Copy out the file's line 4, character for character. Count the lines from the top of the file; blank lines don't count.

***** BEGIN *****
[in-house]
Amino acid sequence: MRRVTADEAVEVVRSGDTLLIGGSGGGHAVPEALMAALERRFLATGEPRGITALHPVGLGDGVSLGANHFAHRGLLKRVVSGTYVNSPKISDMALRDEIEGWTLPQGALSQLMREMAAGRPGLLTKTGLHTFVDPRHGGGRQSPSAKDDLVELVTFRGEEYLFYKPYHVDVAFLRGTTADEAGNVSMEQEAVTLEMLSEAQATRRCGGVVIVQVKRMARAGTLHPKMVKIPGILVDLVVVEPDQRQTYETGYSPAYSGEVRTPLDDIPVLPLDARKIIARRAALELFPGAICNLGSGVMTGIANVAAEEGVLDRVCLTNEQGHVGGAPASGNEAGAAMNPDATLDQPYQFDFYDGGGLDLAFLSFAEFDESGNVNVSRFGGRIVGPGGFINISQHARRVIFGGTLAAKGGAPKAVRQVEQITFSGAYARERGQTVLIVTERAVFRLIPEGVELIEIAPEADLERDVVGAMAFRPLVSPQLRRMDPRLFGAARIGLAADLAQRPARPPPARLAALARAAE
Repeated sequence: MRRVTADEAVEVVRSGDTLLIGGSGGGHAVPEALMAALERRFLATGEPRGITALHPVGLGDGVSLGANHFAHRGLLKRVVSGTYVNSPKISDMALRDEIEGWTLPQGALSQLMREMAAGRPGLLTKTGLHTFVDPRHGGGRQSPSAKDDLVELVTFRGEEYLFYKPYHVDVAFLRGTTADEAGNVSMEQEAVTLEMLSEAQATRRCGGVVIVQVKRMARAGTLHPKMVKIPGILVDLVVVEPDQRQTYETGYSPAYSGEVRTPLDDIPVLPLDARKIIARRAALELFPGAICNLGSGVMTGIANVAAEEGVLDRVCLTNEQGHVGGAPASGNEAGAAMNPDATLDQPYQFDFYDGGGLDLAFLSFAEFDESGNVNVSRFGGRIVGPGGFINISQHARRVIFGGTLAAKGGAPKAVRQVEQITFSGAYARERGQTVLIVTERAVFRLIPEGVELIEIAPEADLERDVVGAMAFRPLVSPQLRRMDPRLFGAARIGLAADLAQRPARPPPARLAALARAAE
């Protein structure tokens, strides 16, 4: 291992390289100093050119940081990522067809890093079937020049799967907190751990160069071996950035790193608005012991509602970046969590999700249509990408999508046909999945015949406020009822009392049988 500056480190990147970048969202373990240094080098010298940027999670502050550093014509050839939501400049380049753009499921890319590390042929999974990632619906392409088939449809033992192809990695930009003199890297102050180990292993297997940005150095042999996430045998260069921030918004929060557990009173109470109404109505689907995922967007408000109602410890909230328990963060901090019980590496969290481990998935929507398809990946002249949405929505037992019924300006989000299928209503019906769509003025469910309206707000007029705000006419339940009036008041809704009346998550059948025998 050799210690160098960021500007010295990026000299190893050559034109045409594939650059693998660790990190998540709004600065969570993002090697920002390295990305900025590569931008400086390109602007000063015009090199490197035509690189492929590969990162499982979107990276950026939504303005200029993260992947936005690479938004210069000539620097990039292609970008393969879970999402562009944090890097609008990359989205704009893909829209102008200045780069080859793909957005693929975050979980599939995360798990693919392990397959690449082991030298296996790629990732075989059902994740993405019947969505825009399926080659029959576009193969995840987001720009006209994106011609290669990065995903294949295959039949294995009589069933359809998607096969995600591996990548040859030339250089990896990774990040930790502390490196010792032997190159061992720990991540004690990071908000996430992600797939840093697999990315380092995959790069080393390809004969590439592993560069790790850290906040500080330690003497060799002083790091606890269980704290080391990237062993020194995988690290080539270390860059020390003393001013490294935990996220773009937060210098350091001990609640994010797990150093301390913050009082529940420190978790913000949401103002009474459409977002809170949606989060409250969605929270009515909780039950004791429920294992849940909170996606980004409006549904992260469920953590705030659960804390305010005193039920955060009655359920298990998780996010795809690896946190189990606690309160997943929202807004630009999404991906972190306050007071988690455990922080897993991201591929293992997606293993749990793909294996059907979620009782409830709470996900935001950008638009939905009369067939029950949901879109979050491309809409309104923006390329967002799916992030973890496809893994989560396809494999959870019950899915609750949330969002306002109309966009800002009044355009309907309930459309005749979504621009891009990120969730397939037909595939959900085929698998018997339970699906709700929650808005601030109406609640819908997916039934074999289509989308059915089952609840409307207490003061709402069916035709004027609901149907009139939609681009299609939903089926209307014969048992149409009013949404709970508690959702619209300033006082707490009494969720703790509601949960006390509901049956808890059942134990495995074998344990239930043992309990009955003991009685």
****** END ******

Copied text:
């Protein structure tokens, strides 16, 4: 291992390289100093050119940081990522067809890093079937020049799967907190751990160069071996950035790193608005012991509602970046969590999700249509990408999508046909999945015949406020009822009392049988 500056480190990147970048969202373990240094080098010298940027999670502050550093014509050839939501400049380049753009499921890319590390042929999974990632619906392409088939449809033992192809990695930009003199890297102050180990292993297997940005150095042999996430045998260069921030918004929060557990009173109470109404109505689907995922967007408000109602410890909230328990963060901090019980590496969290481990998935929507398809990946002249949405929505037992019924300006989000299928209503019906769509003025469910309206707000007029705000006419339940009036008041809704009346998550059948025998 050799210690160098960021500007010295990026000299190893050559034109045409594939650059693998660790990190998540709004600065969570993002090697920002390295990305900025590569931008400086390109602007000063015009090199490197035509690189492929590969990162499982979107990276950026939504303005200029993260992947936005690479938004210069000539620097990039292609970008393969879970999402562009944090890097609008990359989205704009893909829209102008200045780069080859793909957005693929975050979980599939995360798990693919392990397959690449082991030298296996790629990732075989059902994740993405019947969505825009399926080659029959576009193969995840987001720009006209994106011609290669990065995903294949295959039949294995009589069933359809998607096969995600591996990548040859030339250089990896990774990040930790502390490196010792032997190159061992720990991540004690990071908000996430992600797939840093697999990315380092995959790069080393390809004969590439592993560069790790850290906040500080330690003497060799002083790091606890269980704290080391990237062993020194995988690290080539270390860059020390003393001013490294935990996220773009937060210098350091001990609640994010797990150093301390913050009082529940420190978790913000949401103002009474459409977002809170949606989060409250969605929270009515909780039950004791429920294992849940909170996606980004409006549904992260469920953590705030659960804390305010005193039920955060009655359920298990998780996010795809690896946190189990606690309160997943929202807004630009999404991906972190306050007071988690455990922080897993991201591929293992997606293993749990793909294996059907979620009782409830709470996900935001950008638009939905009369067939029950949901879109979050491309809409309104923006390329967002799916992030973890496809893994989560396809494999959870019950899915609750949330969002306002109309966009800002009044355009309907309930459309005749979504621009891009990120969730397939037909595939959900085929698998018997339970699906709700929650808005601030109406609640819908997916039934074999289509989308059915089952609840409307207490003061709402069916035709004027609901149907009139939609681009299609939903089926209307014969048992149409009013949404709970508690959702619209300033006082707490009494969720703790509601949960006390509901049956808890059942134990495995074998344990239930043992309990009955003991009685």